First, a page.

Male brown anoles move further from their place of birth


Jonathan Losos over at Anole Annals breaks down a new paper by the Calsbeek lab at Dartmouth. The topic of the paper is the dispersal of young away from their place of birth and the fitness consequence of that movement in brown anoles (LINK to pdf).

Check it out:

Calsbeek, R., M.C. Duryea, E. Parker, and R.M. Cox. 2014. Sex-biased juvenile dispersal is adaptive but does not create genetic structure in island lizards. Behavioral Ecology doi:10.1093/beheco/aru102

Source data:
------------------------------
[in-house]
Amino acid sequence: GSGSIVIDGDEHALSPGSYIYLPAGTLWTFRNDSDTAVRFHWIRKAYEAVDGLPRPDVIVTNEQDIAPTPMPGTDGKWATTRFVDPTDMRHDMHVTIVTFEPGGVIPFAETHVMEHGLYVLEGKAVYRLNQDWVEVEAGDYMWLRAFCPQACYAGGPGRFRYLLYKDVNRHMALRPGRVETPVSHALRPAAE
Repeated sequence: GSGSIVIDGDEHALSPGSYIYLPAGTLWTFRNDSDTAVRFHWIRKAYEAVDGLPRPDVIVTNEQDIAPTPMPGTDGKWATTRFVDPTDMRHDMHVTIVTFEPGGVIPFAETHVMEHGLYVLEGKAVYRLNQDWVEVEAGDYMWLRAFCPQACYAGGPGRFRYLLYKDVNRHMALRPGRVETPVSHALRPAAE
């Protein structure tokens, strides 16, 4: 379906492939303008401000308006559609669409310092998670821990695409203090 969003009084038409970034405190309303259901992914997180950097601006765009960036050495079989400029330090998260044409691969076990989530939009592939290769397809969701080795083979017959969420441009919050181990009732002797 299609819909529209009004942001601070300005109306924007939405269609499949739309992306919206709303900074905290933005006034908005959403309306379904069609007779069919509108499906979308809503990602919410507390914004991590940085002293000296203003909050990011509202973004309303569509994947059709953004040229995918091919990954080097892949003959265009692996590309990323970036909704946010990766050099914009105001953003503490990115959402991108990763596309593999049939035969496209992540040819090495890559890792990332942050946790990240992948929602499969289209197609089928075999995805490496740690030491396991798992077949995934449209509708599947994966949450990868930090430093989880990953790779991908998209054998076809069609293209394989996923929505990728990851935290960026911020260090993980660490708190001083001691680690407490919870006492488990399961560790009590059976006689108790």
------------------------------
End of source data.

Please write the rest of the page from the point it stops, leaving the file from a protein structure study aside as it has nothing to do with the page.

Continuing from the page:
By | 2017-12-01T14:02:30-04:00 September 26th, 2014|Categories: herpetology, Lizards|0 Comments

About the Author:

Sean Giery
I am an evolutionary ecologist in the Department of Ecology and Evolutionary Biology at the University of Connecticut. My research investigates how basic ecological interactions control fundamental biological processes such as sexual selection, communication, and predation.

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